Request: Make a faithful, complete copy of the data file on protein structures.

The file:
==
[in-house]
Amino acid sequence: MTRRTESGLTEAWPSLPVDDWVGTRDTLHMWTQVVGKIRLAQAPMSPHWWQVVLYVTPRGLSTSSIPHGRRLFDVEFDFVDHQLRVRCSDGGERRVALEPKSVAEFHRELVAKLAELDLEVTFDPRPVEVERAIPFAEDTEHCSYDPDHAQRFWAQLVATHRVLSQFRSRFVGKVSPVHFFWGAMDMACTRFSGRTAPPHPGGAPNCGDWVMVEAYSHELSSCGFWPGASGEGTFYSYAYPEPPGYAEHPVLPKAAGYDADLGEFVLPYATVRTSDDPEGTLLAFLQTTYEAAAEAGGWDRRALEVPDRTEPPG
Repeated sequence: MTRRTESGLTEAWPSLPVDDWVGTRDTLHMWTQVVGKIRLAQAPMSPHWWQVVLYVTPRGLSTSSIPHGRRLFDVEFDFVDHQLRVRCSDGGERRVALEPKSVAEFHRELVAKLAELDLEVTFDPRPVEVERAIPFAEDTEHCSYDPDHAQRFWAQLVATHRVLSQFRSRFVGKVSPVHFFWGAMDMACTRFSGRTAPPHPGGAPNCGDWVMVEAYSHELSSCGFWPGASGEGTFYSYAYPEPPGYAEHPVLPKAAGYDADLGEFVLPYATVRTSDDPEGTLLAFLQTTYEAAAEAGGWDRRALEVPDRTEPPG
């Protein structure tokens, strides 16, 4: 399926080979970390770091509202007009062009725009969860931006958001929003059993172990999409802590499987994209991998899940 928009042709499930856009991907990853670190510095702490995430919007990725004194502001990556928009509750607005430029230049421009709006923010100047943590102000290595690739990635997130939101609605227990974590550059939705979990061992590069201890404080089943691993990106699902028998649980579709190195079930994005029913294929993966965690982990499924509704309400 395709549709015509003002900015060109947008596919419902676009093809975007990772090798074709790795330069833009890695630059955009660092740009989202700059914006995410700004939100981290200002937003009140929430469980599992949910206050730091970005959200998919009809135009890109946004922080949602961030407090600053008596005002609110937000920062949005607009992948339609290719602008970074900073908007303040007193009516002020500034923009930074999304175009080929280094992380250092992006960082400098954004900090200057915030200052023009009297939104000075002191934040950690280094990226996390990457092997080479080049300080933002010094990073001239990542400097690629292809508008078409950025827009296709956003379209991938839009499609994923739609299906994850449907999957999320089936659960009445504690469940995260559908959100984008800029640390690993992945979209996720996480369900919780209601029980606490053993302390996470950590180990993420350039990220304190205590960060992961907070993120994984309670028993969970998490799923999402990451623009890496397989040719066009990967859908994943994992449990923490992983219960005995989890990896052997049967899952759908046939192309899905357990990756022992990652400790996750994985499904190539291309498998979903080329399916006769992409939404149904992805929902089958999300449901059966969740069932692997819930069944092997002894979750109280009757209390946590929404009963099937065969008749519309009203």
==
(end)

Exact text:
[in-house]
Amino acid sequence: MTRRTESGLTEAWPSLPVDDWVGTRDTLHMWTQVVGKIRLAQAPMSPHWWQVVLYVTPRGLSTSSIPHGRRLFDVEFDFVDHQLRVRCSDGGERRVALEPKSVAEFHRELVAKLAELDLEVTFDPRPVEVERAIPFAEDTEHCSYDPDHAQRFWAQLVATHRVLSQFRSRFVGKVSPVHFFWGAMDMACTRFSGRTAPPHPGGAPNCGDWVMVEAYSHELSSCGFWPGASGEGTFYSYAYPEPPGYAEHPVLPKAAGYDADLGEFVLPYATVRTSDDPEGTLLAFLQTTYEAAAEAGGWDRRALEVPDRTEPPG
Repeated sequence: MTRRTESGLTEAWPSLPVDDWVGTRDTLHMWTQVVGKIRLAQAPMSPHWWQVVLYVTPRGLSTSSIPHGRRLFDVEFDFVDHQLRVRCSDGGERRVALEPKSVAEFHRELVAKLAELDLEVTFDPRPVEVERAIPFAEDTEHCSYDPDHAQRFWAQLVATHRVLSQFRSRFVGKVSPVHFFWGAMDMACTRFSGRTAPPHPGGAPNCGDWVMVEAYSHELSSCGFWPGASGEGTFYSYAYPEPPGYAEHPVLPKAAGYDADLGEFVLPYATVRTSDDPEGTLLAFLQTTYEAAAEAGGWDRRALEVPDRTEPPG
């Protein structure tokens, strides 16, 4: 399926080979970390770091509202007009062009725009969860931006958001929003059993172990999409802590499987994209991998899940 928009042709499930856009991907990853670190510095702490995430919007990725004194502001990556928009509750607005430029230049421009709006923010100047943590102000290595690739990635997130939101609605227990974590550059939705979990061992590069201890404080089943691993990106699902028998649980579709190195079930994005029913294929993966965690982990499924509704309400 395709549709015509003002900015060109947008596919419902676009093809975007990772090798074709790795330069833009890695630059955009660092740009989202700059914006995410700004939100981290200002937003009140929430469980599992949910206050730091970005959200998919009809135009890109946004922080949602961030407090600053008596005002609110937000920062949005607009992948339609290719602008970074900073908007303040007193009516002020500034923009930074999304175009080929280094992380250092992006960082400098954004900090200057915030200052023009009297939104000075002191934040950690280094990226996390990457092997080479080049300080933002010094990073001239990542400097690629292809508008078409950025827009296709956003379209991938839009499609994923739609299906994850449907999957999320089936659960009445504690469940995260559908959100984008800029640390690993992945979209996720996480369900919780209601029980606490053993302390996470950590180990993420350039990220304190205590960060992961907070993120994984309670028993969970998490799923999402990451623009890496397989040719066009990967859908994943994992449990923490992983219960005995989890990896052997049967899952759908046939192309899905357990990756022992990652400790996750994985499904190539291309498998979903080329399916006769992409939404149904992805929902089958999300449901059966969740069932692997819930069944092997002894979750109280009757209390946590929404009963099937065969008749519309009203």